Germany spends 1.2 percent, around €34 billion in 2016; spending 2 percent would nearly double defense spending to €70 billion. While the Trump administration maintains the 2 percent goal, a position also backed by Congress, Germany has tried to find loopholes. German leaders have argued that NATO did not decide explicitly and exactly on a 2 percent minimum, but rather only “aimed toward” 2 percent defense spending. They have also argued that security implies more than just defense spending, and German defense minister Ursula von der Leyen and foreign minister Sigmar Gabriel want to include humanitarian aid or development aid as part of a more comprehensive understanding of security. The first argument is simply nitpicking, but the second has its merits and reflects academic thinking about a new, more comprehensive understanding of security, including aspects of soft power. But it seems to be a rather provocative position at the moment, taking into account that Germany agreed to an increase of defense spending in Wales and that defense spending within NATO—and especially within the Trump administration—is clearly defined in hard power terms.

As mentioned, this debate will likely continue. More defense spending in the U.S. and in Europe as part of a fair burden sharing has been and will remain a crucial issue for the Trump administration. On the European side of the Atlantic, rising defense budgets pose serious challenges for governments still struggling with the Euro crisis, refugee problems, and populists who are either completely against NATO or friendly toward Putin (which implies that Russia is not a security threat and, therefore, there would be no need to increase defense spending). Germany, already in campaign mode for the September 2017 elections, is unlikely to commit to such a drastic rise in defense spending as described, but after the elections, the deck may be reshuffled. However, European governments, and especially the EU, should seriously consider more and closer cooperation in defense, as rhetoric in the U.S. has sharpened and criticism has grown.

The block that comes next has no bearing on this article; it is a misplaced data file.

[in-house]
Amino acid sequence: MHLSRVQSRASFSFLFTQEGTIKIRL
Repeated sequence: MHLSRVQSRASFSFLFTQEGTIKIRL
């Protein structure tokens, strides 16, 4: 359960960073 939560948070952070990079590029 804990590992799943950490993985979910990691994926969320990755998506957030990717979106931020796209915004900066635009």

Changes in Security Policy

There are many actors involved in foreign policymaking and alliances. Fissures, rifts, and different factions or advocacy coalitions may explain changes or continuity. One important actor is the president himself, having the last decision. As mentioned, President Trump criticized NATO heavily. Within the White House, there are advisors like Steve Bannon (perhaps associated with Stephen Miller and Sebastian Gorka), who support this critical position. Vice President Mike Pence seems to be more moderate. The National Security Advisor and Secretary of Defense both support NATO. The State Department’s position is not quite clear, but it seems that Secretary Tillerson has finally endorsed the pro-NATO group. Additionally, outside the executive branch, there is very strong bipartisan support for NATO in both Houses of Congress. These actors support NATO and emphasize the importance of NATO while also supporting the 2 percent goal.

Figure 2: Foreign Policy Advocacy Coalitions in the U.S.

Analyst Michael Shurkin, a senior fellow at RAND Corporation, attributed the establishment’s pro-NATO position to the legacy of the Cold War, with important actors, from the military commanders McMaster and Mattis, to senators like McCain and Graham, having a “Cold War mindset.”[8] This explanation may be valid to a certain point, especially to explain the position of the military and older members of Congress, but does not explain why younger members endorse the pro-NATO position, too, or why President Trump or Steve Bannon, who both grew up during the Cold War, did not acquire a “Cold War mindset.”

Whatever the reason ultimately was, a unified establishment has influenced and moderated the White House and the president’s position in the NATO debate. We can assume that the more the establishment is unified and has a coherent position, the more Trump’s beliefs may be moderated. A second example may be Russia, where President Trump seems to have changed, too, under strong pressure. But the big challenge for analysis is that the actors, actor groups, and actor coalitions are still in flux and far from unified. Within the White House, there is an “ideological and ‘House of Cards’-like staff warfare,” as the Washington Post recently wrote.[9] In International trade and economy, actors and positions are far more dispersed than in security. Many administration positions remain unfilled, especially in the State Department, and many other actors—like Jared Kushner, the public, the media, and think tanks—may be involved in other areas of foreign policymaking, so it is still too early to determine the final foreign policy of the Trump administration. Foreign policy positions may change in the future, as they did in the first 100 days, but changes may be reversed again if “Jacksonian” ideologists again gain momentum. The world has to prepare for an era of uncertainty.